COMMENTARY BY LALE KEMAL : What might happen if Erdoğan loses the presidential race?

Zaman 15- 10- 2013 – Steps towards democratization that were made under single-party rule for over a decade have brought relative stability to the political, economic and social spheres in Turkey.

The reforms naturally matured Turkish society, which had long been suppressed under a military tutelage system since the first military coup took place in 1960 and was followed by two more military interventions up until 2007.

However, even though Turks have been enjoying relative stability, the absence of credible opposition parties remains one of the most important democracy deficits in the country. For instance, for the presidential election planned to be held in August of next year, Turkey has been debating whether Prime Minister and Chairman of the ruling Justice and Development Party (AK Party) Recep Tayyip Erdoğan will run for this position and what will be the future plans of current President Abdullah Gül — who formerly served briefly as prime minister and was a former foreign minister — after his time in office comes to an end. No name or names from opposition parties have so far emerged as potential candidates who can challenge Erdoğan if he runs for the presidency.

Similarly, for local elections due to be held in March of next year, the main opposition Republican People’s Party (CHP) has not yet named potential or strong candidates for big cities such as İstanbul or Ankara. It is as if the opposition parties have accepted that the AK Party’s single-party rule will continue for another decade. Against this background of a lack of a credible opposition that can emerge as a potential rival to the AK Party, the Turkish public has been given no choice but to focus on Erdoğan and Gül as the two prominent politicians whose future positions will, undoubtedly, play a significant role in the continuation of the relative stability in Turkey.

Gül and Erdoğan, in the meantime, have only recently made public, though vaguely, their future political plans. Gül hinted of his return to politics during his address to Parliament on Oct. 1 on the occasion of the start of the new legislative year, in which he said that after doing his best to serve the nation over the last six years as president, he would continue to serve Turkey. Similarly, Erdoğan, who has long left questions from the media over whether he will stand for president unanswered, hinted vaguely during a TV interview on Oct. 3 that he might run in the presidential election if his party wishes him to do so. The public, for the first time, will elect its new president in a public vote instead of Parliament doing so.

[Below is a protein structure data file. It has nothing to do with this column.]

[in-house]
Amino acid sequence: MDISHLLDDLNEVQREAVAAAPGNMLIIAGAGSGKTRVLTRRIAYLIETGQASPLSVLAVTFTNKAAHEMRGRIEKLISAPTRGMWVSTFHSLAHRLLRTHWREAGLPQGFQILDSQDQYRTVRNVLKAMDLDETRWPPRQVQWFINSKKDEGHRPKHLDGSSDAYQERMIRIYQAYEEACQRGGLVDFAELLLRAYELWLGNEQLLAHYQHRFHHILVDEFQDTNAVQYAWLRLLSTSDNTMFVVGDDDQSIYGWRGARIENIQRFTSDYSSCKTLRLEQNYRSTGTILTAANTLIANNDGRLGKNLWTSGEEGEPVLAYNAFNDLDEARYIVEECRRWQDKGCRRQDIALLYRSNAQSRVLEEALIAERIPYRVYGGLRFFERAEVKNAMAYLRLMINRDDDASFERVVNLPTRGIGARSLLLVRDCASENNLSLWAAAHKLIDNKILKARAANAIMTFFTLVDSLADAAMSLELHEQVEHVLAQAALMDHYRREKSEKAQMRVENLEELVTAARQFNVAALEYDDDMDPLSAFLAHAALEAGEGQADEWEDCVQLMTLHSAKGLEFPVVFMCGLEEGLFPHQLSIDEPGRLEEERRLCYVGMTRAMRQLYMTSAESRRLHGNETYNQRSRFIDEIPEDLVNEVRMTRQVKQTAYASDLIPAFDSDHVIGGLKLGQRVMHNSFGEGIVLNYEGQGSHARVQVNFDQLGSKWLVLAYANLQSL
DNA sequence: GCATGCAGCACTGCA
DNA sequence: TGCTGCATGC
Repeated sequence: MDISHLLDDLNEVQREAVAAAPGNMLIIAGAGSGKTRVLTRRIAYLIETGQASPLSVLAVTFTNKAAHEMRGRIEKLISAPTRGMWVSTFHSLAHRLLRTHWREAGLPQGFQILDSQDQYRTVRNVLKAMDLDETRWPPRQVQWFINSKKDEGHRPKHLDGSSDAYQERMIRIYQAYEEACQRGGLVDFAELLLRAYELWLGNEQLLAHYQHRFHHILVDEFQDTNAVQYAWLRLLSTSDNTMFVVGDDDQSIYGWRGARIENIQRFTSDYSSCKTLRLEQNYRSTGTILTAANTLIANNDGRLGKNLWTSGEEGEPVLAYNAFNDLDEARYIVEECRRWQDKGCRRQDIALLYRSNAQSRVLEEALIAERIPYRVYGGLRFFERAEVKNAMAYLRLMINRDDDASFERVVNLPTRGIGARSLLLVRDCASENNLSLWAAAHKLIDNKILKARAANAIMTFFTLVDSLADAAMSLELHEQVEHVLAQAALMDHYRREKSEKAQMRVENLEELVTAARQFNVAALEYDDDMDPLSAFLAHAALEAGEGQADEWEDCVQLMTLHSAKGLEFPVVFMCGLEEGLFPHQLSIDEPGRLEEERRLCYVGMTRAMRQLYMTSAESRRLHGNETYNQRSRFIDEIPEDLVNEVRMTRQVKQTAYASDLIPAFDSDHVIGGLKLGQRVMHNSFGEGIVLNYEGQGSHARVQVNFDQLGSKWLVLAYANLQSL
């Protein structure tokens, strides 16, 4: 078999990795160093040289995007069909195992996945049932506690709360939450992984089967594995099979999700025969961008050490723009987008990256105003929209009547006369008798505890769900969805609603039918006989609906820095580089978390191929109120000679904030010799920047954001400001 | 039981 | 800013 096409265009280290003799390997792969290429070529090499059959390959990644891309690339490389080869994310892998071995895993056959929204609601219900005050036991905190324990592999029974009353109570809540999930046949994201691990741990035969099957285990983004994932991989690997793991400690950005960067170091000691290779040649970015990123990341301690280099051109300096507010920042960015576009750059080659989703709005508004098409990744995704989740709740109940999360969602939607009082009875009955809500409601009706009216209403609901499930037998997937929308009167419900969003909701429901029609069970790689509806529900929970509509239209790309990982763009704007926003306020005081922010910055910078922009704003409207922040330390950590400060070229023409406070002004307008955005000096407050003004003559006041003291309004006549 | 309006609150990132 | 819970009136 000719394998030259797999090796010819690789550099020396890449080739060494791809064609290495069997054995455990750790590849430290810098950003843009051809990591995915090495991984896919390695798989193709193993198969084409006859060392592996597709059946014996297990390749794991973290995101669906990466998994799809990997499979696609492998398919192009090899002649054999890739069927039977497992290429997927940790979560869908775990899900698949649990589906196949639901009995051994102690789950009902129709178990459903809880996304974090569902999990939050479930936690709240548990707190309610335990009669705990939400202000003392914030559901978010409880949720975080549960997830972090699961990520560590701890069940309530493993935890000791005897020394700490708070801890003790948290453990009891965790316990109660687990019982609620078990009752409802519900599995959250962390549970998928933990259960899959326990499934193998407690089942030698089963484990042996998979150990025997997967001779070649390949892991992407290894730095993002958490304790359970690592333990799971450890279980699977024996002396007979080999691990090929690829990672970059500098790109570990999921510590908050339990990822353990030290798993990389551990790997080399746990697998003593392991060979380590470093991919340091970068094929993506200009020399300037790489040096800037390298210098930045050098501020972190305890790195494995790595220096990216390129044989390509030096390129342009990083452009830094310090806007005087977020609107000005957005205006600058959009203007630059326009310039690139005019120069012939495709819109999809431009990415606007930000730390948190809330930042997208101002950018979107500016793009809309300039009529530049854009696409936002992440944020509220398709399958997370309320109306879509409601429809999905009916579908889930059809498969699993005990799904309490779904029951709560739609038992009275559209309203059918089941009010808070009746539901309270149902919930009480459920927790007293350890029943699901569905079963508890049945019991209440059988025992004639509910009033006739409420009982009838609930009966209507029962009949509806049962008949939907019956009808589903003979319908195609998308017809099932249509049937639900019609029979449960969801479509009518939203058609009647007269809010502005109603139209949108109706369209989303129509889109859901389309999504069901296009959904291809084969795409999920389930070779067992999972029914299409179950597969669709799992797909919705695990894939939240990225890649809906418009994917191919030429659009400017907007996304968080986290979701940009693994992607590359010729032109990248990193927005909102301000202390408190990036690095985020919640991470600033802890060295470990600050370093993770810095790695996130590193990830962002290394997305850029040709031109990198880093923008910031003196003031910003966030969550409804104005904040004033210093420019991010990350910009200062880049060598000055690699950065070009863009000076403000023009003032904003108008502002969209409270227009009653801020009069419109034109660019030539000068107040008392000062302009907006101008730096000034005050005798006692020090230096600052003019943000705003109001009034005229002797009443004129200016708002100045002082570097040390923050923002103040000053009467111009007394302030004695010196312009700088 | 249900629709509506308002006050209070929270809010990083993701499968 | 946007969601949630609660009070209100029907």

“I will act [and stand as a candidate for the presidential post] in line with what my party decides. I will not take steps that will lead to a division within the party,” he added. Hence, Erdoğan relayed two important messages: namely that he will most probably compete in the presidential election and that if he does so, he will appoint someone to the party leadership and to the premiership position who will be able to keep the party intact. According to the most powerful scenario current being formulated in Ankara’s back corridors, Gül, a veteran politician and one of the founders of the party in 2001, will become the AK Party interim leader if Erdoğan runs for the presidential seat next August.

Deputy Prime Minister Bülent Arınç is highly speculated to become interim prime minister until the 2015 elections if Erdoğan runs for president. Nevertheless, if Erdoğan loses the presidential race, he can return to the party only as its leader but not as prime minister in accordance with party regulations which prohibit deputies from serving more than three terms in office.

Opinion polls conducted frequently by Prime Minister Erdoğan — as frequently as every week, says a party aide — that are not made public as well as those that are publicized have been showing that those polled want Gül to become prime minister if Erdoğan goes to the presidential palace. Since Gül has to first run in the 2015 general elections to become a deputy, which will then pave the way for him to become prime minister, he is highly likely to be appointed as interim party chairman until the general elections.According to an opinion poll conducted by Konsensus and published by the Habertürk daily on Sept. 29, 35.9 percent of respondents voted Gül as their favorite to replace Erdoğan as prime minister should the latter run for president.

Erdoğan is said to have been influenced by the opinion polls. In addition, some senior AK Party members, who have been at odds with Gül due to their earlier concerns that he might contest Erdoğan and run as president and rule for another five years, have reportedly made a U-turn supporting Gül becoming party chairman after Erdoğan. If Gül becomes AK Party chairman, this will alleviate rising concerns that the party might split if Erdoğan, a powerful politician holding the party intact, goes to the presidential palace. Concerns over a possible split within the AK Party stem from the fact that this may cause instability in the country as the opposition parties do not provide any hope at all of governing the nation next. The AK Party under Gül’s chairmanship is also expected to ease rising concerns in Turkey over Erdoğan’s increased authoritarian tendencies which have already discouraged, for instance, foreign investors in their future plans to invest in the country. Gül is regarded as a politician who will repair Turkey’s recently deteriorated image under Erdoğan both inside and outside the country. Though Erdoğan has a strong chance of becoming president if he runs for the post, there is, however, no guarantee that he will receive over 50 percent of the vote. Such a possibility will, for sure, change the balances in Turkish politics for better or worse. Read more: